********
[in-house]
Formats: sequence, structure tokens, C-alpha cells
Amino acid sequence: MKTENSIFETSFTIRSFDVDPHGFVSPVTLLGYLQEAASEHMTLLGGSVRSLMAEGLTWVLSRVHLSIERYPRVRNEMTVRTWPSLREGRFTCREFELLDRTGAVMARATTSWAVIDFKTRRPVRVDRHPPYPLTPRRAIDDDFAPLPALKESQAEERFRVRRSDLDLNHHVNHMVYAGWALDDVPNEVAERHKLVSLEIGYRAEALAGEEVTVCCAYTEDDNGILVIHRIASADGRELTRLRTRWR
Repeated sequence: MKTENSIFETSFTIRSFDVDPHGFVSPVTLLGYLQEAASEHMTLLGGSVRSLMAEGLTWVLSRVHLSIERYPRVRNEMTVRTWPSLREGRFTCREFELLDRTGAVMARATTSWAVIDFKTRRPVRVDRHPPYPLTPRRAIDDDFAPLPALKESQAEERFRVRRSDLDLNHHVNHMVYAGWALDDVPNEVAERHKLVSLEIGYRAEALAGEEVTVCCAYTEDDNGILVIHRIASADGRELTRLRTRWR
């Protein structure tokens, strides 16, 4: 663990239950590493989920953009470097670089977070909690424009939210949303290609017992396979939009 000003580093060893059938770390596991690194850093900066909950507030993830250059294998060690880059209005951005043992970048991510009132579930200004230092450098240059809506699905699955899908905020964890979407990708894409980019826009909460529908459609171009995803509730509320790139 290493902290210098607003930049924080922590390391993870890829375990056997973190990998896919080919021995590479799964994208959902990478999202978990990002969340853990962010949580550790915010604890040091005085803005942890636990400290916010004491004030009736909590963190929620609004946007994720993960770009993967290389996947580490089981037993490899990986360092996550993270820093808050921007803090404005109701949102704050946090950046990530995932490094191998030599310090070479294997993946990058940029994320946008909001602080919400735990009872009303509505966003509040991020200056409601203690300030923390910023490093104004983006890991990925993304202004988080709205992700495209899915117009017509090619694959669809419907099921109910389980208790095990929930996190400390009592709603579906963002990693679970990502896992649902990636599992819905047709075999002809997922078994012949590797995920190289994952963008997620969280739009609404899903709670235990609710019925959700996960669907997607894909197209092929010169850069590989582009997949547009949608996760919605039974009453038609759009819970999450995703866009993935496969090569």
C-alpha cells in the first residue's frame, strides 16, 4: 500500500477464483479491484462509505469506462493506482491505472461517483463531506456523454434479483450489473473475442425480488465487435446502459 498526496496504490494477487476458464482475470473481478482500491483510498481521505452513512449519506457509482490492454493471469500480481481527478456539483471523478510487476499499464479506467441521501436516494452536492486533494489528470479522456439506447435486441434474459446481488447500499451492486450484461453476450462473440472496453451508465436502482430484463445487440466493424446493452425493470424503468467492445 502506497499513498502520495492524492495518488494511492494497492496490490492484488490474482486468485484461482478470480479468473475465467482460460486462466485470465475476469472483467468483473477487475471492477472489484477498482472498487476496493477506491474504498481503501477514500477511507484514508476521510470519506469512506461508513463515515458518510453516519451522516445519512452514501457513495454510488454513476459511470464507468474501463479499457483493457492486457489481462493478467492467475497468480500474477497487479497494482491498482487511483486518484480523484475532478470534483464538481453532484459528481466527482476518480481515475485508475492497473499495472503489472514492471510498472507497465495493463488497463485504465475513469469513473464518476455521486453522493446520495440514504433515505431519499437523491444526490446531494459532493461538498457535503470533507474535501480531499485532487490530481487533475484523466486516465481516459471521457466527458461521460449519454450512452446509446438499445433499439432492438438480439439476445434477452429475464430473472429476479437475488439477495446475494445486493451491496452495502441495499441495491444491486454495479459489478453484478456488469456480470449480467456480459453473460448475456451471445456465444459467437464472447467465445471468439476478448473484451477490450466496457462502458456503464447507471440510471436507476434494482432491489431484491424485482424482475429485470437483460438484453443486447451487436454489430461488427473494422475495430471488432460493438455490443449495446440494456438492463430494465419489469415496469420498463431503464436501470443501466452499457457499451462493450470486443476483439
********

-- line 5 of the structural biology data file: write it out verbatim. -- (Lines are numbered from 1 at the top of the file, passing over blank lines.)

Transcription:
């Protein structure tokens, strides 16, 4: 663990239950590493989920953009470097670089977070909690424009939210949303290609017992396979939009 000003580093060893059938770390596991690194850093900066909950507030993830250059294998060690880059209005951005043992970048991510009132579930200004230092450098240059809506699905699955899908905020964890979407990708894409980019826009909460529908459609171009995803509730509320790139 290493902290210098607003930049924080922590390391993870890829375990056997973190990998896919080919021995590479799964994208959902990478999202978990990002969340853990962010949580550790915010604890040091005085803005942890636990400290916010004491004030009736909590963190929620609004946007994720993960770009993967290389996947580490089981037993490899990986360092996550993270820093808050921007803090404005109701949102704050946090950046990530995932490094191998030599310090070479294997993946990058940029994320946008909001602080919400735990009872009303509505966003509040991020200056409601203690300030923390910023490093104004983006890991990925993304202004988080709205992700495209899915117009017509090619694959669809419907099921109910389980208790095990929930996190400390009592709603579906963002990693679970990502896992649902990636599992819905047709075999002809997922078994012949590797995920190289994952963008997620969280739009609404899903709670235990609710019925959700996960669907997607894909197209092929010169850069590989582009997949547009949608996760919605039974009453038609759009819970999450995703866009993935496969090569």